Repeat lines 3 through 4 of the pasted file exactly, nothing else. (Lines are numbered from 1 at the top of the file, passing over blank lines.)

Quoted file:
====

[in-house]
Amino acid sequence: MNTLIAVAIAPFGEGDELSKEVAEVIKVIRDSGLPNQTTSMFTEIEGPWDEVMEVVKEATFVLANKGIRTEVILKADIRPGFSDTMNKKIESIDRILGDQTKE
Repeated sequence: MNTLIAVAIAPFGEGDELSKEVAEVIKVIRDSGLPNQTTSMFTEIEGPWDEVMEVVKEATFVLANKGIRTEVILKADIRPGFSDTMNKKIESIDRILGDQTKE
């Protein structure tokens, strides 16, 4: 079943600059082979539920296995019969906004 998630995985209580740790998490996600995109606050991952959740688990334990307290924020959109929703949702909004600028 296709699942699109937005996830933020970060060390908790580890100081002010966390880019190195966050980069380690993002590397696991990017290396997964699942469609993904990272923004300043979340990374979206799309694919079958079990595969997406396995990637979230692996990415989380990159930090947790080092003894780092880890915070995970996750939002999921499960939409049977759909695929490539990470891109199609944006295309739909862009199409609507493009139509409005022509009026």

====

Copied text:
Repeated sequence: MNTLIAVAIAPFGEGDELSKEVAEVIKVIRDSGLPNQTTSMFTEIEGPWDEVMEVVKEATFVLANKGIRTEVILKADIRPGFSDTMNKKIESIDRILGDQTKE
């Protein structure tokens, strides 16, 4: 079943600059082979539920296995019969906004 998630995985209580740790998490996600995109606050991952959740688990334990307290924020959109929703949702909004600028 296709699942699109937005996830933020970060060390908790580890100081002010966390880019190195966050980069380690993002590397696991990017290396997964699942469609993904990272923004300043979340990374979206799309694919079958079990595969997406396995990637979230692996990415989380990159930090947790080092003894780092880890915070995970996750939002999921499960939409049977759909695929490539990470891109199609944006295309739909862009199409609507493009139509409005022509009026």